Page 747 - Extreme Proaction

5th May 2016, 6:00 AM
Extreme Proaction
Average Rating: 5 (2 votes)
<<First Latest>>

Author Notes:

Newbiespud 5th May 2016, 6:00 AM edit delete
If you want to inspire dread and maybe even panic in a group of players, just suggest the barest possibility that they're in the presence of a supernatural sickness or disease. It's ire well-deserved; diseases in tabletop games are rough.

They don't see a lot of extended use in most games. A few one-shots or isolated locations, maybe, but rarely across a larger campaign. Those are only trotted out when the setting or the DM want to drive the point home of how dangerous a place is... by subjecting you to a debilitating, long-lasting status effect that you can do almost nothing to avoid, suppress, or otherwise deal with. It's not exactly fun.


Digo Dragon 5th May 2016, 6:08 AM edit delete reply
Digo Dragon
One of my early D&D 3.5 campaigns had the PCs visit a town that was under a magical disease. The players noticed that the town's church seemed to have protective properties against the disease, pointing to a supernatural source.

So the players took over the church and kicked out anyone ill from there. The church became their "CDC headquarters" so they could figure out the source of the disease. Pretty hilarious to watch them all quarantine themselves like that. The party eventually found the magical source in a cave outside town and destroyed the offending altar that was conjuring the illness. People then recovered slowly.

Never did anything with the disease again... but you know, a campaign focused on a supernatural disease might be interesting. Like the Corprus disease plot of Morrowind.
Pablo360 5th May 2016, 10:38 AM edit delete reply
I haven't technically played a single session of any RPG ever yet, but I do have a plan for when I start hosting sessions to make some sort of digression (at least) that deals with a strange disease killing people who go to a small town, but not the people in that town.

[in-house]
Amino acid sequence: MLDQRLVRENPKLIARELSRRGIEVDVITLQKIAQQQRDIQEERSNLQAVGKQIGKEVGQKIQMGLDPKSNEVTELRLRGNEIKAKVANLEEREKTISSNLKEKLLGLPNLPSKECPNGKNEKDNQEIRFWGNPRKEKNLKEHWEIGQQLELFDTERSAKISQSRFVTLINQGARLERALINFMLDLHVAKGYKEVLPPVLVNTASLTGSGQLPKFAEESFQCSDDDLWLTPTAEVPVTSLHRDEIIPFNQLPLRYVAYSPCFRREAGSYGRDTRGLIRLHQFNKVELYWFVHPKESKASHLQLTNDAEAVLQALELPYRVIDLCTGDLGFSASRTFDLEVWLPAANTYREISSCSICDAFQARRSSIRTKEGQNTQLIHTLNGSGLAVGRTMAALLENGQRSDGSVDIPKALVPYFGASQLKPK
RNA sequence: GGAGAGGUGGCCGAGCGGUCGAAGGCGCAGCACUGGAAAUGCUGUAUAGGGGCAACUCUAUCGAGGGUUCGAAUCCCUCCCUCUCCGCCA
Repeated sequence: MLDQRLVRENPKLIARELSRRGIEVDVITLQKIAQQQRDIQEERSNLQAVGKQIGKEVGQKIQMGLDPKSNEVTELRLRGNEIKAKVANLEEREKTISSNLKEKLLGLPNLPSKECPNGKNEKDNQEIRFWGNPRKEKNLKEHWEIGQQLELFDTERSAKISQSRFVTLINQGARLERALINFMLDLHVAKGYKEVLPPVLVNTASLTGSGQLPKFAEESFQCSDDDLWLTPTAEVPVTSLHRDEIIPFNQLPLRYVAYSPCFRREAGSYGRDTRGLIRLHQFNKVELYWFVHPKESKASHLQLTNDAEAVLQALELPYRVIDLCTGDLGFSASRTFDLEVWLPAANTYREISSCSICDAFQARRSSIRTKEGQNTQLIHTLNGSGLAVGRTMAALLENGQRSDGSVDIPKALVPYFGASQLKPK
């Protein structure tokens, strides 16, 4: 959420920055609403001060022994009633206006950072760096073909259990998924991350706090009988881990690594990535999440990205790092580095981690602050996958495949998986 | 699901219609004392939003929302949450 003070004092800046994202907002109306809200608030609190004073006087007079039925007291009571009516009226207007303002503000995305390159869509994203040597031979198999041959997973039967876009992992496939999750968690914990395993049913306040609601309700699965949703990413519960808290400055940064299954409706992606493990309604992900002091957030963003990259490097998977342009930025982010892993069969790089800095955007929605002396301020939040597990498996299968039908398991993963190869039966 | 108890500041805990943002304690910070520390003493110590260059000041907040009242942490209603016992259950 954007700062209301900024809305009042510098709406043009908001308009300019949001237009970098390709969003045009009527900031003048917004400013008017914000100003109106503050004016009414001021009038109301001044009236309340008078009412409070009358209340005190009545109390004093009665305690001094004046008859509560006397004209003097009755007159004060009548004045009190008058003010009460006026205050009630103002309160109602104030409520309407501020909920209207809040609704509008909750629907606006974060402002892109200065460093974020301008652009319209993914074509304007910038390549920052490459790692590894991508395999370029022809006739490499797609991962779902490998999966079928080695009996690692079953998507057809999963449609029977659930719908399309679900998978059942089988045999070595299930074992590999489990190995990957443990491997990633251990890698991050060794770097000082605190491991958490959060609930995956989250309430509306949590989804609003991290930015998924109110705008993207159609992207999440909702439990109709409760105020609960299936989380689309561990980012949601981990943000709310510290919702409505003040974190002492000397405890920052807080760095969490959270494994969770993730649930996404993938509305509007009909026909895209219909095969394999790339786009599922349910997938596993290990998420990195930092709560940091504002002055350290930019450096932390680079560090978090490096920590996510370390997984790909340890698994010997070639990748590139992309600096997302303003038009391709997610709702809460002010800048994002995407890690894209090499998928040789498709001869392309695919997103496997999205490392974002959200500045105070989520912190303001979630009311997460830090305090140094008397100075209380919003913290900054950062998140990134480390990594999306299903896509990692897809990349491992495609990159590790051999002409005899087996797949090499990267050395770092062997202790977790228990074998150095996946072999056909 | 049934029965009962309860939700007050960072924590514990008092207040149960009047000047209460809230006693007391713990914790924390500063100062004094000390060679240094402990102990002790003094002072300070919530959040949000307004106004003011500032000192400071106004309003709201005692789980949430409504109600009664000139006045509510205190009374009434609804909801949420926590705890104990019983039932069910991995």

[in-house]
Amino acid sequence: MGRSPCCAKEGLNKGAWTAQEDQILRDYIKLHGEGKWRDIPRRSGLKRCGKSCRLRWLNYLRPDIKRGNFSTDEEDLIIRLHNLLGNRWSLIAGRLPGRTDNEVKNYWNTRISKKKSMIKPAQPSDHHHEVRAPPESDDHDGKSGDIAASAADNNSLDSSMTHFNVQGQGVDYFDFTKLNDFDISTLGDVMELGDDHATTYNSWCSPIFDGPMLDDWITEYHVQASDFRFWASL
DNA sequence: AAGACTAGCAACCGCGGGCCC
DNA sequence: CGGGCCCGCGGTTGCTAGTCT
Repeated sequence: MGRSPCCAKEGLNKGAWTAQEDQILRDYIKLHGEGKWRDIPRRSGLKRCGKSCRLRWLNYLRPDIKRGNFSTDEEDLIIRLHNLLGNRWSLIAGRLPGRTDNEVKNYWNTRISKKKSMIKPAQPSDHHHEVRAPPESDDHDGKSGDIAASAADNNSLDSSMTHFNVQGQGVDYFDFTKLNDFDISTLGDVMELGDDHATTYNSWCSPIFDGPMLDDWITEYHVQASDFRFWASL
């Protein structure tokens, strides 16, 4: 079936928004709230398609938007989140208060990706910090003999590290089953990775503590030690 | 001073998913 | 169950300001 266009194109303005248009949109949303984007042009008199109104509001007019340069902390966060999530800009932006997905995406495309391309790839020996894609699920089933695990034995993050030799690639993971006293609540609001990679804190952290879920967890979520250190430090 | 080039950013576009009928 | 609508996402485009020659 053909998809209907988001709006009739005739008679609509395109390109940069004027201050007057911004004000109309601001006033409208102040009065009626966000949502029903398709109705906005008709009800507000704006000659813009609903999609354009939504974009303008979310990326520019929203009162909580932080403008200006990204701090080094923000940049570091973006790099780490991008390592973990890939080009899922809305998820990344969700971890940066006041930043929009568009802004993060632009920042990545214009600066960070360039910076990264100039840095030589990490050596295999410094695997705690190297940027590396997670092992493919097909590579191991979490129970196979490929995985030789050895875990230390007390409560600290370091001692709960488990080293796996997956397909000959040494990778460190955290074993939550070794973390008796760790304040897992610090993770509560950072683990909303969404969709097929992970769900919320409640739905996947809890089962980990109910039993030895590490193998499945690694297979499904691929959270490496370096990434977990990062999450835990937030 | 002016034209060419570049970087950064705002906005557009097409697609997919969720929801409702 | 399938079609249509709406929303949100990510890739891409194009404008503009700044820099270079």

Since none of the people I'll likely GM this for will probably ever read this comic, I'll just spell it out: Basically, there's poison in the potatoes, which are a staple of the village's diet. The local farm has something in the soil that makes the potatoes poisonous; it produces enough potatoes to be a staple of the town's diet, but not enough that potatoes are being exported. The people who live in that town were brought up on potatoes, so they basically have immunity, but people who visit will likely die very quickly if they eat the potatoes (or drink the poitín (read: 80-180 proof potato liquor developed IRL by, surprise surprise, the Irish)).

It's not exactly supposed to be a main plot, but I hope that at least one party member gets the idea to use the potatoes to poison the BBEG in an attempt to "subvert the DM's plans". Which, of course, means that I'll have a spud-based TPK on my hands instead.

Wait... spud...
Digo Dragon 5th May 2016, 11:48 AM edit delete reply
Digo Dragon
*Snerk* Nice.
Dragonflight 5th May 2016, 12:38 PM edit delete reply
I ran a heavily modified 3.5 D&D game set in the Calandia game setting (tossed out the city-state trash, and built up the whole world instead.) The PC's began dealing with an army of kobolds, goblins, gnolls and trolls, all training under the influence of a Gnoll leader with a magical mace given to him by the dark god of tyranny.
Basically the mace would raise any of his physical stats by +1 for each creature he killed, up to a maximum of 25. BUT... For every day he *didn't* kill someone, he LOST a randomly determined physical stat, all the way down to 0, at which point he would die. So he was well-motivated. He had recruited mercs from the Imperial Legion to teach his demihuman army how to function like an actual *army*, and they were getting pretty scary.

The PC's had encountered a plague in a nearby city, and over the course of a few days, managed to find and cleanse an old church in the poor quarter. They got a bunch of clerics together and consecrated the place, imbuing it with a Cure Disease effect. Saving the town got easier. But the plague had spread farther. So they also went on a quest to discover a magical curative candle which would also cure the disease. While obtaining ingredients, they stumbled across this demihuman army, and realized the disease had been set specifically to weaken the human forces before the assault.

Not willing to let bygones be bygones, the saurial member of the PC party convinced the enemy army that he wanted to join up, and in the dead of night, he spread contaminated clothing around the demihuman army. They got sick, and started to die off. This made the gnoll leader understandably worried. Not only was his army dying off, but if he didn't have a large number of people to kill regularly, he'd die too. So he committed to the assault. But with his forces also weakened, neither had a clear advantage, and the PC's were able to lead the Imperials to a win.
Evilbob 5th May 2016, 5:09 PM edit delete reply